It’s good to see from the recent crosses that Margaret has not been forgotten.
Also of note in Calais Canadian War Cemetery are the graves of other nationals who we often forget also participated in the liberation of France. This is Flight Lieutenant Jaroslav Kulhanek who served as a volunteer in the Royal Air Force and hailed from Czechoslovakia.
And then there were those who, although not from Canada, opted to serve with the RCAF. Here is Pilot Officer Frank Chace Downing of Stockbridge, Massachusetts. He was the son of Dr. Franklin and Elsie Downing and husband of Virginia Lomas Downing. He died on June 18, 1942, well before most of the others interred here. My bet is that he joined the RCAF well before the Americans entered the war in late 1941.
And finally, another North Nova; Gordon Dunlap Campbell, son of Everett and Adelaide Campbell of Stewiacke, Nova Scotia. His grave marker also contains the notation that he had earned a B.Sc. which I learn from the on line record, was from McGill. The fact that this was notated on his headstone tells me that his parents were incredibly proud of that accomplishment, one that he would never get to use.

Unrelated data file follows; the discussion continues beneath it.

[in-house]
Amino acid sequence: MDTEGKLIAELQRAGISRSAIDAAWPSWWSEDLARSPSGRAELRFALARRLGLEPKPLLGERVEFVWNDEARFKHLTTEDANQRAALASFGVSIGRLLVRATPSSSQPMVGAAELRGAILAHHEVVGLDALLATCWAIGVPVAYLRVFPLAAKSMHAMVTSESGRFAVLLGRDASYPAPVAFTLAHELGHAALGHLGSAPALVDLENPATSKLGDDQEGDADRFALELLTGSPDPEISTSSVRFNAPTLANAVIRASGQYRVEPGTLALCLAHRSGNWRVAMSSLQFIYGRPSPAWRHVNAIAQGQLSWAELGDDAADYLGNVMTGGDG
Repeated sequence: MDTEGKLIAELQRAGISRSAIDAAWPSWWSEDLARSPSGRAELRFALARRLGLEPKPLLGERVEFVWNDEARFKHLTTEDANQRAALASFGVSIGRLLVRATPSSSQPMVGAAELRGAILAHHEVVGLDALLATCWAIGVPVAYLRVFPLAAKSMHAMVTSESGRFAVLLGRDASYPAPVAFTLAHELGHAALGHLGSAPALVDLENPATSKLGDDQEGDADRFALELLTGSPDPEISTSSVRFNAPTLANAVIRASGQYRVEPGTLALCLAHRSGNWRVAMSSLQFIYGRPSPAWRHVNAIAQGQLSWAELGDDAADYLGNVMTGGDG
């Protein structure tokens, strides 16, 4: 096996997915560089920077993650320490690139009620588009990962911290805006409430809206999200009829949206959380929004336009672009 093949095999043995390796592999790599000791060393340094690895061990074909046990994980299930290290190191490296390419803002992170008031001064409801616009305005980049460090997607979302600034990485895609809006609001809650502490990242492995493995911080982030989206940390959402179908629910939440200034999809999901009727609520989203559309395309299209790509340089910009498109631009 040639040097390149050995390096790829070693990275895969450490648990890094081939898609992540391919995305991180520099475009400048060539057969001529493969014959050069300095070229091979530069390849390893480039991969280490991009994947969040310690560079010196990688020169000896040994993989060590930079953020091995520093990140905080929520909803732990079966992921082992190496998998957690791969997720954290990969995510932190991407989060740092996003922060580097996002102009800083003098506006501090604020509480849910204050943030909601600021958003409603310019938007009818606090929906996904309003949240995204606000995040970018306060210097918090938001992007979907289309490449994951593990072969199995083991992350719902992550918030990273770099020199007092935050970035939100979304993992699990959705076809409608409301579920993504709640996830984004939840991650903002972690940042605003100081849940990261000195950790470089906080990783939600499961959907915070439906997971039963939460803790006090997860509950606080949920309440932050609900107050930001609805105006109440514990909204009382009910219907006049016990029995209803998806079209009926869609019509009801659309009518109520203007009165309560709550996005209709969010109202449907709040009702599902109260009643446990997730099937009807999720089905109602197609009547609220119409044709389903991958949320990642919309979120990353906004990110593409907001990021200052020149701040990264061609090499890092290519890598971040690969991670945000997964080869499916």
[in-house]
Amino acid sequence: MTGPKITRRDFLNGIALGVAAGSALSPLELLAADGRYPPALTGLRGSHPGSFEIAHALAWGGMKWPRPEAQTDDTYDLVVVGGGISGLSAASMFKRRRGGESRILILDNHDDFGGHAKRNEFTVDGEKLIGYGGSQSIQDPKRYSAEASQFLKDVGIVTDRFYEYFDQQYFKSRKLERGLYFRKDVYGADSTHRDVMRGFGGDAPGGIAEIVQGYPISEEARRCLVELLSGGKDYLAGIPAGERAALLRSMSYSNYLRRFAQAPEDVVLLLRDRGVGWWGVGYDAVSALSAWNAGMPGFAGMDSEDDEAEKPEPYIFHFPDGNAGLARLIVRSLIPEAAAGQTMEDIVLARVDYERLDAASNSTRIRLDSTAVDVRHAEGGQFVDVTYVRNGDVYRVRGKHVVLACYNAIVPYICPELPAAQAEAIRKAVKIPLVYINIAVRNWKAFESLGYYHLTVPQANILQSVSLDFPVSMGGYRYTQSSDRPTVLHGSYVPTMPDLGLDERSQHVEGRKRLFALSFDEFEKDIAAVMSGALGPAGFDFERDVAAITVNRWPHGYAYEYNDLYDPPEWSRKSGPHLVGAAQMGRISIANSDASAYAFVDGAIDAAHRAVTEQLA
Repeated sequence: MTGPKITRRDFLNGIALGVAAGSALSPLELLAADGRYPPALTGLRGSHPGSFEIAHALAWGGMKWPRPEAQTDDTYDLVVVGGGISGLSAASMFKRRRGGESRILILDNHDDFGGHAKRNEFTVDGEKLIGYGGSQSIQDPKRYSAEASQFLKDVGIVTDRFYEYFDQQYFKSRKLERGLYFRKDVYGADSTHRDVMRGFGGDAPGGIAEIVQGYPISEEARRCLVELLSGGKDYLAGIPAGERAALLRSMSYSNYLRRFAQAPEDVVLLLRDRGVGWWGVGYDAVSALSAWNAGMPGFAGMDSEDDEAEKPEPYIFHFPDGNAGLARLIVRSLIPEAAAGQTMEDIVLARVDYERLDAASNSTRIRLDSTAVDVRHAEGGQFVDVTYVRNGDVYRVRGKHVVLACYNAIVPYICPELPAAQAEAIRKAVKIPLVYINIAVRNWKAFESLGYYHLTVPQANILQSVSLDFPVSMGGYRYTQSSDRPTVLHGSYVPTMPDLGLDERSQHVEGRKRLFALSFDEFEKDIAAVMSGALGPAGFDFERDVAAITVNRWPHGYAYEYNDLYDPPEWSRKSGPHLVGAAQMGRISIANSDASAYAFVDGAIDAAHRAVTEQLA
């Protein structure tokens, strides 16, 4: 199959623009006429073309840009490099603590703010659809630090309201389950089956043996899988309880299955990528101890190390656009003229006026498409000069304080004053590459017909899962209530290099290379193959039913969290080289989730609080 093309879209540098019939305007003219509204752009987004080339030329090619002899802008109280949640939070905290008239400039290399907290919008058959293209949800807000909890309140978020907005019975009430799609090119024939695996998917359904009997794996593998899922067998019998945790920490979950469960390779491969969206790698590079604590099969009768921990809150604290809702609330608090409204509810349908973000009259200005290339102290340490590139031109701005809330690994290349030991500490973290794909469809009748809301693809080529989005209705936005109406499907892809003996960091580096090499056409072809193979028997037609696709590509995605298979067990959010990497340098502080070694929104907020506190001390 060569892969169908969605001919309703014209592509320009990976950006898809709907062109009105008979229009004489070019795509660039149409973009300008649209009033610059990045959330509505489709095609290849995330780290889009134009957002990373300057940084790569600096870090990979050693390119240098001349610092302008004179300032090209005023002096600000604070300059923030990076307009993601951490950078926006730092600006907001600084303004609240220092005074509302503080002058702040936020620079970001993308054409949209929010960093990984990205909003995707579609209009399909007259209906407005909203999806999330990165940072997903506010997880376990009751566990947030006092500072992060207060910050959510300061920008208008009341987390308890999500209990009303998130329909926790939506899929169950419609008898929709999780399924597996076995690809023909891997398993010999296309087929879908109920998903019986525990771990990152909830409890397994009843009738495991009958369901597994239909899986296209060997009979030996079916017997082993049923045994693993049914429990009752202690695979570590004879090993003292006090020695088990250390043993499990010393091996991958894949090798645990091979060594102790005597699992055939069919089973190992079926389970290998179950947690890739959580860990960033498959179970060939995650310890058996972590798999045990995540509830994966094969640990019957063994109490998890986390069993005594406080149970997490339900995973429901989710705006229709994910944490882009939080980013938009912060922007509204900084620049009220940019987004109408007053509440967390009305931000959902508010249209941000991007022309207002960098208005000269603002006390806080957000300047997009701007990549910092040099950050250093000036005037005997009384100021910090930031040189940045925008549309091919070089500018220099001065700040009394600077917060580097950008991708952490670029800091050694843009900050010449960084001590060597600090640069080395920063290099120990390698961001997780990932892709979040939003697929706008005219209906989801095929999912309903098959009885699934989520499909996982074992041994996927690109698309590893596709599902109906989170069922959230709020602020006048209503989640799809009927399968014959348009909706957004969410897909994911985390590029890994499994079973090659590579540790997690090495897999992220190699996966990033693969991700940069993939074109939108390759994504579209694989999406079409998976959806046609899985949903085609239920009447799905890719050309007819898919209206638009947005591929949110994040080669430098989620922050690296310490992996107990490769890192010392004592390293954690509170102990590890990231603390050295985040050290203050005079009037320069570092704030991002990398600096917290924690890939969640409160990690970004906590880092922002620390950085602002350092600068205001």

The inscription on his grave is from Robert Browning’s Epilogue and is a fitting way to end my tour of the dead men and women buried at Calais Canadian War Cemetery
I return to take Alison’s arm and we slowly walk back to the car. On the return trip to Ypres I stare out the window at the passing fields without really seeing and contemplate the terrible loss that John’s death was to his family and the consequences that flowed from it. His own mother would never recover from her grief. She died little more than a year later, at the early age of 56. The family believes it was of a broken heart. And then I think of the losses of the families of the hundreds of others buried at Calais. And then I extrapolate that to those buried in the hundreds of other war cemeteries and soon, like trying to comprehend the dimensions of the universe, I just can’t fathom it anymore.
Rest in peace, John. Your friends and family have not forgotten you.
Things get a lot less morose for the rest of Liberation Tour 2015 as we head for Holland and the 70th anniversary celebrations at Groesbeek Canadian War Cemetery. Please join us.